Every year, March is observed as “National Kidney Month” – a time to bring global attention towards the importance of good kidney health. Sponsored by the National Kidney Foundation (NKF), the awareness campaign aims to spread information and education about the prominent risk factors that can lead to chronic kidney disease (CKD) and the different ways it could be tested for and prevented. Chronic kidney disease (CKD) is the ninth leading cause of death in the United States, affecting about 30 million Americans. Currently, more than 590,000 people in the US have kidney failure, and over 95,000 are waiting for kidney transplants.

National Kidney MonthCKD (also called chronic kidney failure) develops when the kidneys lose their ability to remove/filter wastes and maintain fluid and chemical balances in the body. By helping the body excrete waste and excess fluid through urine, kidneys help optimize the composition of blood, keep bones strong, and help the body make red blood cells. When this condition reaches an advanced stage, dangerous levels of fluid, electrolytes and wastes can build up in your body. Early stages of CKD may have a few signs or symptoms and the condition may not become apparent until your kidney function is significantly impaired. For accurate diagnosis of kidney disease, nephrologists perform a detailed physical exam, check for signs of problems with the heart or blood vessels and conduct various tests and procedures. Timely and effective treatment for CKD helps in slowing the progression of kidney damage thereby effectively controlling the symptoms. For accurate clinical documentation of this disorder, physicians can opt for medical billing outsourcing services.

Reports from the National Kidney Foundation (NKF) say that one in three Americans are at risk for kidney disease due to diabetes, high blood pressure or a family history of kidney failure. In most cases, this condition doesn’t present any symptoms, and it can go undetected until very advanced. The monthly campaign aims to raise awareness about the importance of kidneys to your overall health and to reduce the frequency and impact of kidney disease. World Kidney Day was held this year on March 8 to emphasize the importance of women’s health and specifically, their kidney health. The theme of World Kidney Day 2018 was – “Kidneys & Women’s Health: Include, Value, Empower.”

Chronic kidney disease (CKD) is often detected when blood or urine tests are carried out for another reason. The signs and symptoms may include – nausea, loss of appetite, swollen ankles, feet or hands, tiredness, blood in the urine, high blood pressure and sleep problems. Hence, early diagnosis of symptoms and appropriate referral is crucial for effective treatment of this condition.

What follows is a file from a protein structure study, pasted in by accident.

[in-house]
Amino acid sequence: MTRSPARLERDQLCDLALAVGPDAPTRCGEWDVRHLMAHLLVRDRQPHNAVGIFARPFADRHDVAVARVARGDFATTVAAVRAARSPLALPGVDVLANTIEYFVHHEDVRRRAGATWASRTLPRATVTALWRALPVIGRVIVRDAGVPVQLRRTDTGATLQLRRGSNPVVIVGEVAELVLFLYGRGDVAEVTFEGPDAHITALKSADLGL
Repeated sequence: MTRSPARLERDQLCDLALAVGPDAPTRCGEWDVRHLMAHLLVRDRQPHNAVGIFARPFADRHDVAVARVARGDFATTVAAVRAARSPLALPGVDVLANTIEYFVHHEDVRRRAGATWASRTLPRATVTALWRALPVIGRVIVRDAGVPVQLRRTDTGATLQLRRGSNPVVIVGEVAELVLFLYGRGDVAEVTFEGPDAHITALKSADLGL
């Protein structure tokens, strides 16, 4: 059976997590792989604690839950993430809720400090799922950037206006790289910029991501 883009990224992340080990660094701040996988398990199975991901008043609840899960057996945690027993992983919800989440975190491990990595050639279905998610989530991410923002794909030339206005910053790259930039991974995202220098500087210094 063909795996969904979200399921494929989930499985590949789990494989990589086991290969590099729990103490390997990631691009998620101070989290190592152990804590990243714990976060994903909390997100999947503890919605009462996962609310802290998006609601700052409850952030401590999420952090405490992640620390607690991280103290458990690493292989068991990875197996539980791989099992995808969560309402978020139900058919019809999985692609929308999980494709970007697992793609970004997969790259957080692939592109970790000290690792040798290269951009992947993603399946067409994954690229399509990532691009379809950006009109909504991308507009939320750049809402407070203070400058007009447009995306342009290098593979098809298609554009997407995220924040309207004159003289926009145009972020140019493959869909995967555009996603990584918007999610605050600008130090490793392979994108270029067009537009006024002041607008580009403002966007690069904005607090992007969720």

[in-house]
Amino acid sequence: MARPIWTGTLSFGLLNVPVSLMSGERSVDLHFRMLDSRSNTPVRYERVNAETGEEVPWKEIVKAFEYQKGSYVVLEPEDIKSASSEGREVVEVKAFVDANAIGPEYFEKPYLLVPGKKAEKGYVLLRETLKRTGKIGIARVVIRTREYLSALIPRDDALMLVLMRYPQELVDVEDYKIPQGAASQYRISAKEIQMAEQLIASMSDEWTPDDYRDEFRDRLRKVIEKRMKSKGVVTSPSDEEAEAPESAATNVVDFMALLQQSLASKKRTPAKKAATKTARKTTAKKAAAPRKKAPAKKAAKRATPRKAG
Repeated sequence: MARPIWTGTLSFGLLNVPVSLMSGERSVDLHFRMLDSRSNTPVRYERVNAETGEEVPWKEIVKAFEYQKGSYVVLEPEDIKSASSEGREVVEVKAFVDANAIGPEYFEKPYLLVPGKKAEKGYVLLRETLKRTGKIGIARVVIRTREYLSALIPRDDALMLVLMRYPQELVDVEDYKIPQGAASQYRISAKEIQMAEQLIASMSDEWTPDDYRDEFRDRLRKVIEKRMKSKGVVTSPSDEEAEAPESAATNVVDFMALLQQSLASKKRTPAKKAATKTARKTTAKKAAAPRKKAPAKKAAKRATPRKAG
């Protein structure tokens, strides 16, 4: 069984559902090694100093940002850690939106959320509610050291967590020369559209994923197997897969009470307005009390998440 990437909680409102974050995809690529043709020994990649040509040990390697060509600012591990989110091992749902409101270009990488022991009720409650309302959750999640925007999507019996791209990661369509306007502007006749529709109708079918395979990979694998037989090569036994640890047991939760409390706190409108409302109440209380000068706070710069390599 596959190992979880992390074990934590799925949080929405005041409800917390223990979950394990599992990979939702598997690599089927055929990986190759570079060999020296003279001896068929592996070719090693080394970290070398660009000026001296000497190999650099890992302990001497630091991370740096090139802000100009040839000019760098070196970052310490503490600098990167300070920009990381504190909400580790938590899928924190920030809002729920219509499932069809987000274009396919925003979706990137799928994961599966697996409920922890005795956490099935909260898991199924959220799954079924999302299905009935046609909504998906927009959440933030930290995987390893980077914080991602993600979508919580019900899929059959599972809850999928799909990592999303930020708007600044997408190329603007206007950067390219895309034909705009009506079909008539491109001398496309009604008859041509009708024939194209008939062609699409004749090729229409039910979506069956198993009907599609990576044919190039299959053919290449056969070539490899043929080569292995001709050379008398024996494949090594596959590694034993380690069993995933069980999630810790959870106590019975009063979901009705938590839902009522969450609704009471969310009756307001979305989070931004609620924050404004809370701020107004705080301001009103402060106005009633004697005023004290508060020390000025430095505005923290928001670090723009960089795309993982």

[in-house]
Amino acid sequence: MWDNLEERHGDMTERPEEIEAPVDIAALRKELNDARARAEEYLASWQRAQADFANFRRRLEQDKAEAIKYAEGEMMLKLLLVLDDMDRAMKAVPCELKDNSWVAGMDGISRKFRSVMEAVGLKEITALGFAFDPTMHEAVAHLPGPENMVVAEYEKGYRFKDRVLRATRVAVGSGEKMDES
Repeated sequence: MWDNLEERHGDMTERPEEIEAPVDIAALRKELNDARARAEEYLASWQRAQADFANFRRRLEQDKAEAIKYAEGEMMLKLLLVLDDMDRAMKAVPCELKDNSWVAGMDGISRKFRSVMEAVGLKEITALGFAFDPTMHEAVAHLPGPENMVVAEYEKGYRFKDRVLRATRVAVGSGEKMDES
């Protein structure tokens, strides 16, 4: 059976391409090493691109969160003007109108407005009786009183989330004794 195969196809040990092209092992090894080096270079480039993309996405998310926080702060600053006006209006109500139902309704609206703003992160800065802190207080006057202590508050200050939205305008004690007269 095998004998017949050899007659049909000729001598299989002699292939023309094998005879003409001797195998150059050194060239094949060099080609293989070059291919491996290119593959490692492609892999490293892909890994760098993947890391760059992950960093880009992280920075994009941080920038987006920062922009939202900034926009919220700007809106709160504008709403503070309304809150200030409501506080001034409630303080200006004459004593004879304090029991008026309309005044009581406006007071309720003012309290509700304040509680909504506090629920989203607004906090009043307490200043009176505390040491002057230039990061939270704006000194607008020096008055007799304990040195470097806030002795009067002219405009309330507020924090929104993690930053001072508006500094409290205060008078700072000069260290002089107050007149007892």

CKD can be diagnosed by conducting various tests such as blood tests, urine tests, testing a sample of kidney tissue and imaging tests. The results of blood and urine tests can determine the specific stage of the kidney disease. The diagnosis, screening tests and other procedures performed by nephrologists must be carefully documented using the correct medical codes. Medical billing and coding services provided by reputable companies can help physicians use the correct codes for their medical billing purposes. ICD-10 codes used for CKD include –

  • N18 – Chronic kidney disease (CKD)
  • N18.1 – Chronic kidney disease, stage 1
  • N18.2 – Chronic kidney disease, stage 2 (mild)
  • N18.3 – Chronic kidney disease, stage 3 (moderate)
  • N18.4 – Chronic kidney disease, stage 4 (severe)
  • N18.5 – Chronic kidney disease, stage 5
  • N18.6 – End stage renal disease
  • N18.9 – Chronic kidney disease, unspecified

During National Kidney Month in March, various health activities to promote awareness of chronic kidney disease and its associated risk factors are conducted. These include – free screening (for those at high risk of CKD such as people with diabetes, high blood pressure or family history of kidney failure), online quiz programs and live Twitter chat with NKF’s chief medical officer. Locations and information can be found on the calendar of NKF website.

Join “National Kidney Month” campaign in March every year. Make an effort to spread awareness about Chronic Kidney disease (CKD) and ways it could be tested and prevented.